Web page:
The news broke earlier today that Naya Rivera has been written out of Glee’s season 5 finale. Things don’t look great for Santana’s return in season 6, sort of how Glee’s ratings don’t look so good. As a result, ‘No Naya No Glee’ trended for about 3 hours today, one of the longest Glee trends, especially in recent months.
I was frantically running around my bedroom, angling my computer just right to capture the action on the TV screen and making sure my computer wouldn’t go to sleep in the middle of recording. (This is what I call poor woman’s DVR.) I chewed all my fingernails off with anxiety before I even left the house in fear my sad attempt at recording a live television show wouldn’t capture what I needed it to. I barely made it out the door on time. What was wrong with me?
On that night, Glee was airing its season three Valentine’s Day episode. At the time, I was still trying to convince myself I wanted to be a professional saxophone player (along with denying other parts of my identity). So, I was out the door to rehearse a big saxophone solo I was performing with a local orchestra. Unfortunately, the rehearsal time was scheduled so that I might miss all or part of the Valentine’s Day episode of Glee. Sure, I could watch it later, but there was no way that was going to cut it. Not at all. Rumor had it, and oh, I don’t know, maybe twenty episodes overdue, that a beautiful moment like this was happening:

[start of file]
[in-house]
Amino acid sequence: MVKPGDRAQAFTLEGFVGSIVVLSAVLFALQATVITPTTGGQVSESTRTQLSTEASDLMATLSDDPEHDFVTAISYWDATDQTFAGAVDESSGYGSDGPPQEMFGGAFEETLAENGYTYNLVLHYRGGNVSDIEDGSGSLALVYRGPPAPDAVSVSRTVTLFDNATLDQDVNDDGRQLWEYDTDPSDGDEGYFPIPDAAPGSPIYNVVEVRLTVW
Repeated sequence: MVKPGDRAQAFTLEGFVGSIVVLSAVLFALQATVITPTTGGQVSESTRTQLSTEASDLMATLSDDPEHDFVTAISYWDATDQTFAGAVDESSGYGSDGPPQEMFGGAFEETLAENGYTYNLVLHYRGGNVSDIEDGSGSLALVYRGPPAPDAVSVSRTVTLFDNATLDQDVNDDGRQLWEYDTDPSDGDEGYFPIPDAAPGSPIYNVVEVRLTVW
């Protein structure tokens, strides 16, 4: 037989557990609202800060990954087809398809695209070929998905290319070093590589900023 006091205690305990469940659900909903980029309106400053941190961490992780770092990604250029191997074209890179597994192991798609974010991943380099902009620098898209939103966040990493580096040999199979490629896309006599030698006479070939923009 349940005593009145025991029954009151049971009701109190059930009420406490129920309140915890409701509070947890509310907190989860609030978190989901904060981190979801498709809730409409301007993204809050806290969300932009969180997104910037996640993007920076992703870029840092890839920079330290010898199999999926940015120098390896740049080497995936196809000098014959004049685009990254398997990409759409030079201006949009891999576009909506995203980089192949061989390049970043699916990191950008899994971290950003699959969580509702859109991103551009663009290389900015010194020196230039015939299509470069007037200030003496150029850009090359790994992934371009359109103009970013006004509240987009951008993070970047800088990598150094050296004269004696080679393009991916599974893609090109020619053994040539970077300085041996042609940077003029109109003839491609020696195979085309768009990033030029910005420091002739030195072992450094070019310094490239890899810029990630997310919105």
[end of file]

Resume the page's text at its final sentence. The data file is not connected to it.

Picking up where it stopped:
Expressing appreciation to favorite actors/performers, interacting with other fans, creating fan art, videos, writing fan fiction… All of these are regular fandom activities that seem impossible without at the very least a computer, especially in a world where it’s hard to function without technology for even five minutes.
The internet and social media has certainly become core vehicles of fandom, allowing fans around the globe to easily connect, interface and share their fandom creations. Really, how did a fandom ever do anything before the internet and social media? Turns out, they did the same thing fans do now, just with the technology (or lack thereof) that was available at the time.
I’ve been doing a lot of thinking, reflecting, reading, listening and talking recently about Brittana, Glee and the ongoing battle of the fans. And you know what? It might be time for testing a new approach.
The traditional model of fighting for equality involves just that; a lot of fighting. Everything from advocating for government change through rallies and protests, all the way to TV and boycotting advertisers, or letter writing campaigns. That’s what the model looks like; something isn’t right, we take up our pitch forks and picket signs and fight like hell.
But equality is most likely not won by fighting alone. That’s part of the reason culture changes more from TV than anything else. People develop an attachment to or understanding of their favorite characters. Sometimes those characters are lesbian, gay, or otherwise different from ourselves, and we extend our new found love of those characters to a new found acceptance of real life people similar to those characters.